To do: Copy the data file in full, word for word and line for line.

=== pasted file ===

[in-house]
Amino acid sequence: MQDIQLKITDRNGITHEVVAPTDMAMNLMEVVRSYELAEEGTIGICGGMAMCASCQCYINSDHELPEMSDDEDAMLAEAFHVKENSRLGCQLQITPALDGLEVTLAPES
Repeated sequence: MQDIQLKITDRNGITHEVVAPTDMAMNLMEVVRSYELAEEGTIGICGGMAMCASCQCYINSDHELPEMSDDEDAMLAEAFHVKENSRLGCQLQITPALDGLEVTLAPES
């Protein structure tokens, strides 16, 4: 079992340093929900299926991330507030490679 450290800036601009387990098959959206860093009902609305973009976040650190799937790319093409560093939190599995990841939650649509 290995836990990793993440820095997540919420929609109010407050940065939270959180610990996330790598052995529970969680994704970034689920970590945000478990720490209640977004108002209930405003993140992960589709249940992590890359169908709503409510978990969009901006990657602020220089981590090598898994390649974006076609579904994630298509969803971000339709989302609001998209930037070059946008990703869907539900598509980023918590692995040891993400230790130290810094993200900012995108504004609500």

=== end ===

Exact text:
[in-house]
Amino acid sequence: MQDIQLKITDRNGITHEVVAPTDMAMNLMEVVRSYELAEEGTIGICGGMAMCASCQCYINSDHELPEMSDDEDAMLAEAFHVKENSRLGCQLQITPALDGLEVTLAPES
Repeated sequence: MQDIQLKITDRNGITHEVVAPTDMAMNLMEVVRSYELAEEGTIGICGGMAMCASCQCYINSDHELPEMSDDEDAMLAEAFHVKENSRLGCQLQITPALDGLEVTLAPES
């Protein structure tokens, strides 16, 4: 079992340093929900299926991330507030490679 450290800036601009387990098959959206860093009902609305973009976040650190799937790319093409560093939190599995990841939650649509 290995836990990793993440820095997540919420929609109010407050940065939270959180610990996330790598052995529970969680994704970034689920970590945000478990720490209640977004108002209930405003993140992960589709249940992590890359169908709503409510978990969009901006990657602020220089981590090598898994390649974006076609579904994630298509969803971000339709989302609001998209930037070059946008990703869907539900598509980023918590692995040891993400230790130290810094993200900012995108504004609500």